Dobson says nothing about Trump or how Gorsuch burned white evangelicals on this decision.

I don’t know if Louie Giglio supports Trump, but he is now apologizing for his use of the phrase “White Blessing”:

The apology seems honest and sincere.

Jenetzen Franklin praises Trump as a great listener and defender of law and order.  But Trump’s police reform speech failed to address the systemic problem of racism in America. It attacked Obama and Biden and it defended Confederate monuments. Is this big action?

Johnnie Moore, the guy who describes himself as a “modern day Dietrich Bonhoeffer,” is doing the same thing as Jenetzen:

Greg Laurie interviewed South Carolina Senator Tim Scott on police reform. Scott talks about the “character” of police officers and shows a solid understanding of the Bible, but the issues of racism in America go much deeper than this. I encourage you to listen to Gettysburg College professor’s Scott Hancock upcoming interview at The Way of Improvement Leads Home Podcast.

The Laurie-Scott conversation is a step in the right direction, but it focuses on striking a balance between law and order (Scott quotes Romans 13) and individual acts of racism.  The real conversation should be over to have an ordered society and address systemic racism. Today, for example, Scott said that the United States is not a racist country.

Robert Jeffress is “thrilled” to have Mike Pence speak at his church for “Freedom Sunday.” Expect fireworks. Literal fireworks! Once again, it will be God and country on display.

Here is another view of Pence.

Last Sunday, Jeffress addressed the Floyd murder and its aftermath with his congregation at First Baptist-Dallas. He summarized his response to our current moment in three statements:

1. God hates racism. Jeffress FINALLY admits that First Baptist Church was on “the wrong side of history” on matters relating to race. This is a huge step! It would have been nice to have this history included in the church’s 150th anniversary celebration, but I don’t think I have ever heard Jeffress say this publicly.  Let’s see where this goes. First Baptist-Dallas has some reckoning with the past to do.

2. God hates lawlessness. Jeffress says that there is “nothing wrong” with peaceful protests, but he condemns the looting and riots. He does not say anything about the root cause of the riots. One more question: Does God hate Christians who disobey unjust laws? I think Martin Luther King Jr. had something to say about that. So did most of the patriotic pastors during the Revolution. You know, the guys who created America as a “Christian nation.”

3. Racism and lawlessness is not the problem, the problem is sin. Agreed. The sin of racism pervades every institution in America. In order to address the problem of racism we need to go beyond mere calls for personal salvation. American history teaches us that some of the great evangelical revivals led to abolitionism and other forms of social justice. At the same time, some of the great evangelical revivals led to a deeper entrenchment of racism in society. Jeffress’s church, which celebrates its history of soul-winning, is one example. Also, let’s remember that when Frederick Douglass’s master got saved during an evangelical revival, he became more, not less, ruthless in his treatment of his slaves. We will see what happens this time around, but individual spiritual regeneration does not always solve the deeply embedded problems of race in America.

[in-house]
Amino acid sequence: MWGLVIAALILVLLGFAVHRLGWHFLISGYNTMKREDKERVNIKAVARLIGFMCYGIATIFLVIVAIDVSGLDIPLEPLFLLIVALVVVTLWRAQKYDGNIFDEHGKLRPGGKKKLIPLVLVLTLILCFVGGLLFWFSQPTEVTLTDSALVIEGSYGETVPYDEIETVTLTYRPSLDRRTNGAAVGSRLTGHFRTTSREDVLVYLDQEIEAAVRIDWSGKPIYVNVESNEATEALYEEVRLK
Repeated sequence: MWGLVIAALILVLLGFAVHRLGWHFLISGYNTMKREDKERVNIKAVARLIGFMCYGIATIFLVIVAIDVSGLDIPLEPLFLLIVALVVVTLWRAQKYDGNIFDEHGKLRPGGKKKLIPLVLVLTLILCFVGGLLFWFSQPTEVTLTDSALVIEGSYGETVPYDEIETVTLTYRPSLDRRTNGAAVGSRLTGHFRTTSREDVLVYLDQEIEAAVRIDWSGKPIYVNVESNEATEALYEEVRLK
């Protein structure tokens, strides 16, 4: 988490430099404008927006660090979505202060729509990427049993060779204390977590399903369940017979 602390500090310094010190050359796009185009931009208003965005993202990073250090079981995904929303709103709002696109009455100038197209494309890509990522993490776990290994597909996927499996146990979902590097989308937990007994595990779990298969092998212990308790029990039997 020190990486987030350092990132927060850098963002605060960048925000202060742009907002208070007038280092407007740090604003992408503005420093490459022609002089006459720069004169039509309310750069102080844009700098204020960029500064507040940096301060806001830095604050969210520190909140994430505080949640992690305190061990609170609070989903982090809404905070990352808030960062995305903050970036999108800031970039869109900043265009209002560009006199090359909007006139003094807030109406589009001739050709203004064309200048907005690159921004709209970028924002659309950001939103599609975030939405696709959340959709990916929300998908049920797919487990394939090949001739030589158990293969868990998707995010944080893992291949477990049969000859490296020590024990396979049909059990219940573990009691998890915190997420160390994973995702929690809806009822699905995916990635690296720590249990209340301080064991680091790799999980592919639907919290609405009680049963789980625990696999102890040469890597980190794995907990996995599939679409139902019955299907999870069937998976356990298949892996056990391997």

Now I want to hear how this generally good, but also insufficient, message applies to Jeffress’s support of Donald Trump.

James Robison is right. But so is Jurgen Moltmann when he said that Christians must “awaken the dead and piece together what has been broken“:

Tony Perkins is talking with David Brat, the dean of the Liberty University School of Business, about law and order and the breakdown of K-12 and higher education. Perkins thinks the real problem in America is a “lack of courage.” I did a post about courage a few weeks ago.

Brat wants Christians to be “prophets, priests, and kings.” Yes. Here is something I wrote last month about such royal language:

What does it mean, as Scot McKnightN.T. Wright, and Matthew Bates, among others, have argued, that Jesus is King? What role do Christians play as a royal priesthood, proclaiming the truth of God to the darkness and, as Wright puts it, “reflecting God’s wisdom and justice into the world.”And there’s the rub. Reed’s Kingdom of God, and the Kingdom of God as understood by many conservative evangelicals, looks the other way when a ruler from another kingdom (so to speak) practices immorality. They do not seem to take their citizenship in this Kingdom as seriously as they take their American citizenship or, at the very least, they seem unwilling to say more about the tensions between the two. (There is, of course, a deep history behind the conflation of these two kingdoms).

Gary Bauer just retweeted this:

Perhaps he should have made a caveat for Christians in prayer. But let’s face it, the court evangelicals don’t do nuance very well.

Ralph Reed is fully aware of the fact that Gorsuch and Roberts have betrayed him and his followers. Yet don’t expect him to throw out the Christian Right playbook anytime soon. Ruth Bader Ginsburg is ready to retire and Reed will no doubt try to make the 2020 election about the Supreme Court: